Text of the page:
Freelance cartoonist, writer and illustrator David DeGrand was born in June of 1979. He started drawing very early on as a child and drew cartoons for both his high school and college newspapers. He graduated from the University of Texas at Arlington in 2003 with a Bachelor’s in Fine Arts.
David’s artwork is influenced by early underground comix such as Basil Wolverton, The Ren and Stimpy Show and MAD Magazine. He is now living one of his lifelong dreams of having his work published in MAD Magazine since 2011. He has been drawing and writing for United Plankton Pictures’ SpongeBob Comics for the past two years. David is also a contributor to one of my favorite comix, Heeby Jeeby Comix. Previous Heeby Jeeby Comix cartoonists featured here on David Wasting Paper include, Bob Flynn (Cartoonist Survey #67) and Chris Houghton (Cartoonist Survey #84).
Just a handful of David's other clients include, KaBOOM! Studios, Walt Disney Television Animation, Harper Collins, Yuck!, Puck Comic Party, The Fort Worth Star Telegram and The Grizzly Detail.
“Sweat Soda”, a collection of David’s personal art, was published by the Australian publisher Milk Shadow Books. This 28 page book of full color drawings has an introduction by the underground comix legend Kaz.
David lives in Weatherford, TX with his wife Kathy and their son Alex. When he isn’t drawing he enjoys playing classic video games, watching old cartoons and collecting toys. To see more of David’s work visit his DeGrandland website and his blog. Go to Milk Shadow Books to purchase David’s “Sweat Soda” book, and you can also buy t-shirts and stickers with his designs here.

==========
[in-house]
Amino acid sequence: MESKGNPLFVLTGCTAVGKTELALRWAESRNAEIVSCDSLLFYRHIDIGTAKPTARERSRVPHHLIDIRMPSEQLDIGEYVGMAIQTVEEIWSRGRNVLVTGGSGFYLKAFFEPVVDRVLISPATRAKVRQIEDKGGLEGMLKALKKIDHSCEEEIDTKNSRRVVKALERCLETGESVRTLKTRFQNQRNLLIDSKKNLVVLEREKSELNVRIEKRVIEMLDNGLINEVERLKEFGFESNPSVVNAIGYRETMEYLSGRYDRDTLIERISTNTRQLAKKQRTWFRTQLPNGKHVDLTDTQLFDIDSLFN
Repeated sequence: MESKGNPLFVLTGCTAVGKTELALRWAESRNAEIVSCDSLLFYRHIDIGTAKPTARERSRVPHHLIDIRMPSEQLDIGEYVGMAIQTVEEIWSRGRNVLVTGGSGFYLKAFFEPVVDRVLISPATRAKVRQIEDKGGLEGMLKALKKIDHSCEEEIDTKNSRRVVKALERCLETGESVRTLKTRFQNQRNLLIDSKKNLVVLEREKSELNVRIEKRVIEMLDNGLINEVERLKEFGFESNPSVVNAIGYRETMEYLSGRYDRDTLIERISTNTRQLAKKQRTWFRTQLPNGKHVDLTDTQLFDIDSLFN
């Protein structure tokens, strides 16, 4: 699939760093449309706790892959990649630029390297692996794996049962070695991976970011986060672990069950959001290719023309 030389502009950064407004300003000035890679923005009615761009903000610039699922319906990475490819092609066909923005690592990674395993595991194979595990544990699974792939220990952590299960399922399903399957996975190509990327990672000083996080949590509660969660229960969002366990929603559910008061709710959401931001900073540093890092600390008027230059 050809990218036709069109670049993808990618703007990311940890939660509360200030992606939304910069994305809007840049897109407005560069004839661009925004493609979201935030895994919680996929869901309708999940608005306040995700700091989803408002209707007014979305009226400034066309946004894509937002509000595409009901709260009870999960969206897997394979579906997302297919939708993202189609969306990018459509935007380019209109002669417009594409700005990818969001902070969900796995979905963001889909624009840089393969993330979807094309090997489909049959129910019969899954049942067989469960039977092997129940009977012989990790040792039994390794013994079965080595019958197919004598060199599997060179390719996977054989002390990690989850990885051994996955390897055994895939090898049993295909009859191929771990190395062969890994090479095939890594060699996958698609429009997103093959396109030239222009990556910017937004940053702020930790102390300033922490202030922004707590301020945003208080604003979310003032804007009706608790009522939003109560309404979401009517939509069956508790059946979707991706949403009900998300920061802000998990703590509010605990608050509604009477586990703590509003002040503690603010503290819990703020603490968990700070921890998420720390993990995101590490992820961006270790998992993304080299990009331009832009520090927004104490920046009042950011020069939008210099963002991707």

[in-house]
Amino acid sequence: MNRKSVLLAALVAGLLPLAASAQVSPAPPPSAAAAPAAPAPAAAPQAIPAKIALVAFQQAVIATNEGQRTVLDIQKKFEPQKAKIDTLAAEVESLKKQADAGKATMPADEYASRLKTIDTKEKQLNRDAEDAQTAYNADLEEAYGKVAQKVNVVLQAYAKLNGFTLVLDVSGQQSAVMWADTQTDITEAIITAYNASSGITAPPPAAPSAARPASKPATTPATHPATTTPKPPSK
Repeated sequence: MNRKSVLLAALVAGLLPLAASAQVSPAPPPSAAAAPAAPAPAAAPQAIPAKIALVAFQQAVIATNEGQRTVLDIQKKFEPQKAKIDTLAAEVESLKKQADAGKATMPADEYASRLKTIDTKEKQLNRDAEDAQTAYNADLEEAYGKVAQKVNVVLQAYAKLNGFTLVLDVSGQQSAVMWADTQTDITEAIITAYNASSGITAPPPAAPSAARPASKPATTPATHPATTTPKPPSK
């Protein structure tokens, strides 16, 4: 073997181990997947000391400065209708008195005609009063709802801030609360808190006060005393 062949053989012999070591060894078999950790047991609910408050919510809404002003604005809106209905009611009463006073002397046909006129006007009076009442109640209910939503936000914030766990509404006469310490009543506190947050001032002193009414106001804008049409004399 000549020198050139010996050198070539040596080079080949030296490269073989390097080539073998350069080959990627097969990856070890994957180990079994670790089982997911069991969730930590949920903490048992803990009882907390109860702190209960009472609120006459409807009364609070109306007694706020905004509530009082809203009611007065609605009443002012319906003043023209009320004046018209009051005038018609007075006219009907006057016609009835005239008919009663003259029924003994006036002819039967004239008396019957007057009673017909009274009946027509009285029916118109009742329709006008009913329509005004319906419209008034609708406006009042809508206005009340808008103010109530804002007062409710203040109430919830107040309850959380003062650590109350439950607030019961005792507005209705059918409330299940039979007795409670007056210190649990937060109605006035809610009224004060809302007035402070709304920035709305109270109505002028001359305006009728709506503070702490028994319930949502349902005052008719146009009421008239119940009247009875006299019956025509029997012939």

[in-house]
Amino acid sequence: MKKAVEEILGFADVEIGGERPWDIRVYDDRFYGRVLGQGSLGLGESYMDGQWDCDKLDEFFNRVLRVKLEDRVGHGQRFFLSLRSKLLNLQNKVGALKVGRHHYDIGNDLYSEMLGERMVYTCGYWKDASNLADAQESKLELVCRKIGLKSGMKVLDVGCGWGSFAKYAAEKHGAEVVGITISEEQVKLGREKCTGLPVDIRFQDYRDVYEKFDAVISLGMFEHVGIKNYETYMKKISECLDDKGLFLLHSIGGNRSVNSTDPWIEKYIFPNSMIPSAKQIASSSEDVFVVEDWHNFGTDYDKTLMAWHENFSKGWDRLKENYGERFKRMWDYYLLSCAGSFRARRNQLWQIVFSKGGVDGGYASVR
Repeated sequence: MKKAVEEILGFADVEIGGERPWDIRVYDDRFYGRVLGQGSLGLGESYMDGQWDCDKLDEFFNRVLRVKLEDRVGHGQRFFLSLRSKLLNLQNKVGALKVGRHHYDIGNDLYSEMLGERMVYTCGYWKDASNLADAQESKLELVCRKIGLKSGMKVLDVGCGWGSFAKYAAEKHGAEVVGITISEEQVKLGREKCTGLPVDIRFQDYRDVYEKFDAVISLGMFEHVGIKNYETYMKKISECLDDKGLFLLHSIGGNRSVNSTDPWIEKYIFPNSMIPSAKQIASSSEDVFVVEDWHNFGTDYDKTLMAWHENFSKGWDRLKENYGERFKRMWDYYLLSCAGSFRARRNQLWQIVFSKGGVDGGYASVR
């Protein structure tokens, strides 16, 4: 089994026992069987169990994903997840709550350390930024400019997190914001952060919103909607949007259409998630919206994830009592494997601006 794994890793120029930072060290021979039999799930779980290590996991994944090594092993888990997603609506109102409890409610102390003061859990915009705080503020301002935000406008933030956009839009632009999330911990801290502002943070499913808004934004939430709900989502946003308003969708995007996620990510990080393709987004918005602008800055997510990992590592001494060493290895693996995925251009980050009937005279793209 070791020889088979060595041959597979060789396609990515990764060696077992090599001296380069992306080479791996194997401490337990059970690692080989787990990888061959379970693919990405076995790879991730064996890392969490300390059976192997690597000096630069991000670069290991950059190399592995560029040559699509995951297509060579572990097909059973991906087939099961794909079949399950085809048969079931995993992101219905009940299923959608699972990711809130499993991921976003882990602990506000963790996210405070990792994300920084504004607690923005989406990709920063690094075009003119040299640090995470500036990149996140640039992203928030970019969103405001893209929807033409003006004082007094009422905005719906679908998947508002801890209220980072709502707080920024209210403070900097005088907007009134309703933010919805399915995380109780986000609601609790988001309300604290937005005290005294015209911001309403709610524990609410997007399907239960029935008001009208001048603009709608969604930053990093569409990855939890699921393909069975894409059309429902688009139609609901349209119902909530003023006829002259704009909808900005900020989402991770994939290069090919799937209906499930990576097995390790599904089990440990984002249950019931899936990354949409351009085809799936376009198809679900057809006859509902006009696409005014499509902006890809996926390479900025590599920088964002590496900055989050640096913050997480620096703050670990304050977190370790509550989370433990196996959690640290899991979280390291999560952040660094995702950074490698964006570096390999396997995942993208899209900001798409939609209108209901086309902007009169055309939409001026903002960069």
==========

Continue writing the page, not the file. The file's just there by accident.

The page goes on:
Be sure to keep an eye out for David and his artwork as you never know where he’ll show up.
What is your favorite pen to use?
For doodling in my sketchbook I like using a Pilot Precise, I just really like the ink flow and line quality. When inking comics or illustrations I sometimes use Microns but I mainly like to ink with a brush.
Do you draw in pencil first and if so do you use a standard pencil or a mechanical one?
I pencil with non-photo blue lead with a mechanical pencil.
Do you do your coloring by hand or on the computer?
I mainly color on the computer with Photoshop.
If you do your coloring by hand, what do you use?
Occasionally I will break out the watercolors if I want a different look than the flat, bold colors I use when coloring digitally.
What type of paper do you use?
What thing(s) do you hate to draw?
I really hate drawing cars and horses, both of which I had to draw for a recent book project.
Do you buy your supplies from big chain art store catalogues/websites or a local one that you physically go to?
I mainly buy from a local art store, but I order pencil lead online.
Are there any rituals that you do before starting to draw?
Not really, other than just a few really loose warm up doodles.
Do you listen to music while you draw and if so what genre?
I pretty much have to listen to music to keep me focused. I mainly like drawing to film scores, 80's electronic music, old video game soundtracks and jazz.
What was the first job as a cartoonist/illustrator that you were paid for?
If I remember correctly the first time I received actual money for cartooning was when I was hired as the illustrator for my college newspaper.